'Sports changed everything' in rivalry

The Dorsey-Crenshaw football game, scheduled for Friday night at Dorsey, used to be played during the day for fear of gang violence. Dorsey borders Bloods territory; Crenshaw borders Crips territory.

Ghalee Wadood, a kid from a Crip neighborhood who enrolled at Dorsey because he wanted to play football, remembers.

He remembers the game being shot up by gang members his junior year in 1991. He remembers a teammate having to switch jerseys to avoid detection by a rival gang his senior year. Wadood has seen teammates and friends die. He has been a target.

"The first day at school and I was, 'Oh, I can't go here.' They [Bloods] were everywhere. And I had on my little blue Dockers. I knew I was going into enemy lines and I had to change up where I was coming from. Because I ain't no fool. I ain't trying to get beat up. I'm coming to play football."

Still, they called him "Crab" and tried to pick fights. But then he became part of the football team, a quick-footed defensive back, and his teammates accepted him and protected him. They bonded as brothers, rather than enemies.

"Sports changed everything," Wadood says. "Sports is what's real and gang banging is what's fake. You go through everything with your team and you become family. Gang banging is just a real sad brainwash."

Wadood channels his experiences at Dorsey and growing up in L.A. in "Blood Cuzzins," a novel that chronicles life in gang-infested neighborhoods, how a family with feet on each side survived and how one man got out and made a difference. It is jarring and very real.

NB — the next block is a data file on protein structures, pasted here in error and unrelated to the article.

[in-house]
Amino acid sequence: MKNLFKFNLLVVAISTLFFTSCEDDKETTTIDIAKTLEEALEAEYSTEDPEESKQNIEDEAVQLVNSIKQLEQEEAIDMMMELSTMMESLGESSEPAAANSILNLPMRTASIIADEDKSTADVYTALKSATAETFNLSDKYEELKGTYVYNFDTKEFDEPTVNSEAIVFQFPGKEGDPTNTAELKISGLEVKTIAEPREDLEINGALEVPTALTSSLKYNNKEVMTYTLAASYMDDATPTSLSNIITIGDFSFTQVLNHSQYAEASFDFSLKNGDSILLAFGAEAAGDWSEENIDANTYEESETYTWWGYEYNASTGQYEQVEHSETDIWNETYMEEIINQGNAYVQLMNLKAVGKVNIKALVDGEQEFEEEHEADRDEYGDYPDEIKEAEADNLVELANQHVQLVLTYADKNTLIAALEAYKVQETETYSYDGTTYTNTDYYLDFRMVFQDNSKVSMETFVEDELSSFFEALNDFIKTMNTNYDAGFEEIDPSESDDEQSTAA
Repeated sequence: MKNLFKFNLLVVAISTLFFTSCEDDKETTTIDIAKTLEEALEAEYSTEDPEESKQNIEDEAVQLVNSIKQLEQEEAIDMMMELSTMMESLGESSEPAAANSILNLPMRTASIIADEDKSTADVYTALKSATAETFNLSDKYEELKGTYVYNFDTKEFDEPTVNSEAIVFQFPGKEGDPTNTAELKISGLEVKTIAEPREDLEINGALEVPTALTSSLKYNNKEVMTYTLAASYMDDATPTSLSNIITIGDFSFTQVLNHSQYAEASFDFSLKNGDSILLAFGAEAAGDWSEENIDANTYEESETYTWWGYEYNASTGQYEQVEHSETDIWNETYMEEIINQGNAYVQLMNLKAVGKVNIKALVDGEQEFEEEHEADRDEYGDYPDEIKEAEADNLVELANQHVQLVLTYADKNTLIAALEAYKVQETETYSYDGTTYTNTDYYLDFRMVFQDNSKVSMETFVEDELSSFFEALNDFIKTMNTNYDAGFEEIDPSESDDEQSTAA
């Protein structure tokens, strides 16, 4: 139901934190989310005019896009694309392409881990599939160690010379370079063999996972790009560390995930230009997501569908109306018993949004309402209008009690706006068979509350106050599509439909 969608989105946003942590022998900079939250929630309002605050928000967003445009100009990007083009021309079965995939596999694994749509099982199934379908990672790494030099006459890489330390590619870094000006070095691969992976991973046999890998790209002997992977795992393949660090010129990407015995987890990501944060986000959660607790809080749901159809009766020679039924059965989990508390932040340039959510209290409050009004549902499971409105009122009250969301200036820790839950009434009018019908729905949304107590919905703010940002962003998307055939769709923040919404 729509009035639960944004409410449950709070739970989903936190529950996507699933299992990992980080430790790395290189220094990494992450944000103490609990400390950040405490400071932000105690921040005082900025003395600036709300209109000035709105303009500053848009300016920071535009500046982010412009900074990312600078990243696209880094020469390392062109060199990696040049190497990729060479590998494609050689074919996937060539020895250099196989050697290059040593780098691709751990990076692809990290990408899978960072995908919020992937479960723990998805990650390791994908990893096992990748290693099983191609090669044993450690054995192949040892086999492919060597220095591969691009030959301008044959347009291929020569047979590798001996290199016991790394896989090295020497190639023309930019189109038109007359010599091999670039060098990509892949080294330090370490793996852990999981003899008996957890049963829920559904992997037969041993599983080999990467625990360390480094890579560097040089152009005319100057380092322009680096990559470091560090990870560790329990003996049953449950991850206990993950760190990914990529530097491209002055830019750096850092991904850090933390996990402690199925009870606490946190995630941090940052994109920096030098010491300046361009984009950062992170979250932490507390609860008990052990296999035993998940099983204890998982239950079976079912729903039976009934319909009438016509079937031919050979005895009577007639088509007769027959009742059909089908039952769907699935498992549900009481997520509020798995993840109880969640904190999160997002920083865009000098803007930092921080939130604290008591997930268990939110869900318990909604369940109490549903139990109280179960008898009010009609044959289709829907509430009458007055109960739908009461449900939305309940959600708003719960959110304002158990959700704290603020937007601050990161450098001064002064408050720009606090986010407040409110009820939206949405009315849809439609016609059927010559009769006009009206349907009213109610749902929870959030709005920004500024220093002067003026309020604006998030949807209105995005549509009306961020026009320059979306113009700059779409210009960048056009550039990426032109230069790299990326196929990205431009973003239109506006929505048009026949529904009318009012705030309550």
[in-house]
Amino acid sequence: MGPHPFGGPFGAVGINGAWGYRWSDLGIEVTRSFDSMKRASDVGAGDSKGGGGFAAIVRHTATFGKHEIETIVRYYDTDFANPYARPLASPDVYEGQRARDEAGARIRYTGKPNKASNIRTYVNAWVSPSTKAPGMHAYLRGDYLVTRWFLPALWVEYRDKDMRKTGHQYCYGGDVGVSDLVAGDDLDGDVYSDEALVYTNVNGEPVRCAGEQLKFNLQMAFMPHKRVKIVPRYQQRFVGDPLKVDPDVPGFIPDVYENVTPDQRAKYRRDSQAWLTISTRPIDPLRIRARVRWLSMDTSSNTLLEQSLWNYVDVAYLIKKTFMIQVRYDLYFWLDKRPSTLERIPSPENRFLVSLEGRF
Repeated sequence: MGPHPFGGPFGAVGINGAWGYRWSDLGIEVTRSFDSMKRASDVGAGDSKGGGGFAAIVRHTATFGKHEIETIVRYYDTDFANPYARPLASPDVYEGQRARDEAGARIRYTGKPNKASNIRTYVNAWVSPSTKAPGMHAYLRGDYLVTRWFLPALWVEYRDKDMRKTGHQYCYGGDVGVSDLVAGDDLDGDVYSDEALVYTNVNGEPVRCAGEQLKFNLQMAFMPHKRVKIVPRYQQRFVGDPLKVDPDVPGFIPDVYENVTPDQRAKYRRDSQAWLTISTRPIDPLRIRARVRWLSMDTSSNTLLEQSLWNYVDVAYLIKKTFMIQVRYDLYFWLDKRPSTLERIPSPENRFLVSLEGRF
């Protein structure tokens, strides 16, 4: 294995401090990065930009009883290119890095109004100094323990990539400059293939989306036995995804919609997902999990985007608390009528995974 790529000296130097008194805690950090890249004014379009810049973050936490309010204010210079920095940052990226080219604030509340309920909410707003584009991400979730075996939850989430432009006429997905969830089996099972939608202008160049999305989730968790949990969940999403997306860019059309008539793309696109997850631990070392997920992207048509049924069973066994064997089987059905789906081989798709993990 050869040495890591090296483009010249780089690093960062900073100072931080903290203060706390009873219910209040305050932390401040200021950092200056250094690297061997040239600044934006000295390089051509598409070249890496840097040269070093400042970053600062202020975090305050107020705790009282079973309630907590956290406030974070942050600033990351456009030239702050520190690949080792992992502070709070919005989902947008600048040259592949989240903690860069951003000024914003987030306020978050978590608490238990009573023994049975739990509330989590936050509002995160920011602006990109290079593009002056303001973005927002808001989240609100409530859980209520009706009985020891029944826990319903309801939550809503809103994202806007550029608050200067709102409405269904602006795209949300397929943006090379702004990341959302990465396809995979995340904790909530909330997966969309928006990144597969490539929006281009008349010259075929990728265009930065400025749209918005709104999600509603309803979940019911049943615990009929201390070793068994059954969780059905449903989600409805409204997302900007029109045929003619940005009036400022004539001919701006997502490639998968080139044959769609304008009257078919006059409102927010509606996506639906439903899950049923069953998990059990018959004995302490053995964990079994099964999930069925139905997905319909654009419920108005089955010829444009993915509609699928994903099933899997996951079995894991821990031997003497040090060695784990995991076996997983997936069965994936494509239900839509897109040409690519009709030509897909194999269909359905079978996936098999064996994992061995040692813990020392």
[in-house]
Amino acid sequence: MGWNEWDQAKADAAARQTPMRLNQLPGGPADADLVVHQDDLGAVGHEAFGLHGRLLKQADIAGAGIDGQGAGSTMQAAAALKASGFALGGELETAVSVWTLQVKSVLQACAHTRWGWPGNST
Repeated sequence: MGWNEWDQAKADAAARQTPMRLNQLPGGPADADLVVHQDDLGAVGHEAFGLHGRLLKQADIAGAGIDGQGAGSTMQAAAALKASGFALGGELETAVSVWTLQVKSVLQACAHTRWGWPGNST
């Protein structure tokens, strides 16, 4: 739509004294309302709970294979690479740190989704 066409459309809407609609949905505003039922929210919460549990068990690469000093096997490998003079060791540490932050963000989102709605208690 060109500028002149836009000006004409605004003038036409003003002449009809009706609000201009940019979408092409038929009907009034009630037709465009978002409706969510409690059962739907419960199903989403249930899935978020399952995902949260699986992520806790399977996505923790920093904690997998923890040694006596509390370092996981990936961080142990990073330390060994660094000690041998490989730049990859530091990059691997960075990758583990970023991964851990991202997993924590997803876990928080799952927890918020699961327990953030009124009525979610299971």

Wadood started writing the book when he was in the hospital, after a horrendous motorcycle accident in October 2008 partially severed his foot. Doctors were able to reattach it, but the rehabilitation process has taken longer than he expected. He still walks with a cane and a boot. But he's alive.

After his career at Dorsey and then at San Jose State, Wadood realized his calling was back in the inner city, working with the Snoop Youth Football league and mentoring junior high players along with former Dorsey teammate Keyshawn Johnson, who is now an NFL analyst for ESPN.

Through their efforts, and the efforts of numerous anti-gang organizations, such as Pete Carroll's "A Better L.A.," "Unity One" and Jim Brown's "Amer-I-Can," football games in Los Angeles are no longer automatic targets for violence.

"A lot of us played together after high school in college or junior college," Wadood says, "and a lot of us are back. So a brotherhood has been formed and we are coming back to help these kids out and simmer down. They're more respectful of one another. Some guys are still into the life, but they respect the other side when it comes to sports. If people from Dorsey go over to Crenshaw, they know there's not going to be any B.S. They are not walking into a trap."

Wadood is hoping to get enough donations to place books in youth correctional facilities across California and the U.S.

"No one has ever put it out there like this, capture it the way I did," he said. "I took all the stuff that we think we love -- and that's money and dope and fancy cars -- and show how it's so glorified. Then you mix the message in between it, that why are we killing each other for it."

"You take a step back and just see how stupid it all is," Wadood says. "I just hope to cut the light switch on."

"Blood Cuzzins" is available at www.3feetinc.net. A portion from every sale will be donated to the Snoop Youth Football League.

Shelley Smith is a reporter for ESPN.